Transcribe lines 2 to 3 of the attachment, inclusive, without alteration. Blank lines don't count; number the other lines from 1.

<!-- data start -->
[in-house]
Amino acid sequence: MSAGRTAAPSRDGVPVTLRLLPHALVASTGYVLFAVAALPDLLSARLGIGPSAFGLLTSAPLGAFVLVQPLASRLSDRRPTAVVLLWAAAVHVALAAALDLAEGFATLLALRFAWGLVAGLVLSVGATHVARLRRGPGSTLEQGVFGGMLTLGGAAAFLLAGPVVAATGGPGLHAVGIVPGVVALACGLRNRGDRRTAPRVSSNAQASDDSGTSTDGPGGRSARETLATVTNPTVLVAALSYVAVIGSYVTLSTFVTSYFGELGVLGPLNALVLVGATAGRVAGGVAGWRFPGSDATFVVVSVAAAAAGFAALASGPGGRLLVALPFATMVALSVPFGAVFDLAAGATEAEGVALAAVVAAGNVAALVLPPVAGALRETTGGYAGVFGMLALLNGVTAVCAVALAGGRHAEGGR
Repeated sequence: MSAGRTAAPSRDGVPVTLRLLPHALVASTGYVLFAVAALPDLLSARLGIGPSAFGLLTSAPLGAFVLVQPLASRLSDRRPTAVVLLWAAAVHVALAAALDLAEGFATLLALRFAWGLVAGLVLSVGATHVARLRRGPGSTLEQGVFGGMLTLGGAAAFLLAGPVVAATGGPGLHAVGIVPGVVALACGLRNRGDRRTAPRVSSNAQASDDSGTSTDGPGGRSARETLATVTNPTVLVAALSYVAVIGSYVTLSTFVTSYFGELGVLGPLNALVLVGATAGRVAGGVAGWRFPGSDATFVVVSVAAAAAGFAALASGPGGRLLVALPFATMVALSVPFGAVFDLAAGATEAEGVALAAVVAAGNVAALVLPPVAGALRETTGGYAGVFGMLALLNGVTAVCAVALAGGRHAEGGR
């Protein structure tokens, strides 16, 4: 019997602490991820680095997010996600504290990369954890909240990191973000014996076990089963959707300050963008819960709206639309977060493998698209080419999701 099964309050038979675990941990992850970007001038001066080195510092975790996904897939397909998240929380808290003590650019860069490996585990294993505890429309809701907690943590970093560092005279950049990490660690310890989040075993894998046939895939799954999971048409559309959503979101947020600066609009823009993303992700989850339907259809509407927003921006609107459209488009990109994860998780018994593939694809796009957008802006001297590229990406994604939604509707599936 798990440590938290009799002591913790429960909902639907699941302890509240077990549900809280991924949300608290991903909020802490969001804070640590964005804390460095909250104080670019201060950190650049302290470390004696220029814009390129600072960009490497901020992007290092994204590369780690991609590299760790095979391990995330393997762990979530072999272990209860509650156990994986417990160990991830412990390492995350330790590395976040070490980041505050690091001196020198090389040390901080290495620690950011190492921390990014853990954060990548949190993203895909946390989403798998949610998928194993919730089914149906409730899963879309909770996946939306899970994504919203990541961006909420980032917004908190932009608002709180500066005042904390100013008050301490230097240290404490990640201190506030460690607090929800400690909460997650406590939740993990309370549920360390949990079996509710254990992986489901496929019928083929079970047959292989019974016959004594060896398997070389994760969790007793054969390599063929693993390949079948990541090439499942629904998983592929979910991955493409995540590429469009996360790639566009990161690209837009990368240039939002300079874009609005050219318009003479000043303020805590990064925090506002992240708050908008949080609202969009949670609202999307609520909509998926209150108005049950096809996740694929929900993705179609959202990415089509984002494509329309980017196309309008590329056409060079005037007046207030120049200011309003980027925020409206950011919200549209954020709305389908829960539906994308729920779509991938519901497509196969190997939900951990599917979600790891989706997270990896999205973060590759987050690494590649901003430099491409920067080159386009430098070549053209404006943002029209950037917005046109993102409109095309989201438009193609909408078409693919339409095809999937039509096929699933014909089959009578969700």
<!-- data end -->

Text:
Amino acid sequence: MSAGRTAAPSRDGVPVTLRLLPHALVASTGYVLFAVAALPDLLSARLGIGPSAFGLLTSAPLGAFVLVQPLASRLSDRRPTAVVLLWAAAVHVALAAALDLAEGFATLLALRFAWGLVAGLVLSVGATHVARLRRGPGSTLEQGVFGGMLTLGGAAAFLLAGPVVAATGGPGLHAVGIVPGVVALACGLRNRGDRRTAPRVSSNAQASDDSGTSTDGPGGRSARETLATVTNPTVLVAALSYVAVIGSYVTLSTFVTSYFGELGVLGPLNALVLVGATAGRVAGGVAGWRFPGSDATFVVVSVAAAAAGFAALASGPGGRLLVALPFATMVALSVPFGAVFDLAAGATEAEGVALAAVVAAGNVAALVLPPVAGALRETTGGYAGVFGMLALLNGVTAVCAVALAGGRHAEGGR
Repeated sequence: MSAGRTAAPSRDGVPVTLRLLPHALVASTGYVLFAVAALPDLLSARLGIGPSAFGLLTSAPLGAFVLVQPLASRLSDRRPTAVVLLWAAAVHVALAAALDLAEGFATLLALRFAWGLVAGLVLSVGATHVARLRRGPGSTLEQGVFGGMLTLGGAAAFLLAGPVVAATGGPGLHAVGIVPGVVALACGLRNRGDRRTAPRVSSNAQASDDSGTSTDGPGGRSARETLATVTNPTVLVAALSYVAVIGSYVTLSTFVTSYFGELGVLGPLNALVLVGATAGRVAGGVAGWRFPGSDATFVVVSVAAAAAGFAALASGPGGRLLVALPFATMVALSVPFGAVFDLAAGATEAEGVALAAVVAAGNVAALVLPPVAGALRETTGGYAGVFGMLALLNGVTAVCAVALAGGRHAEGGR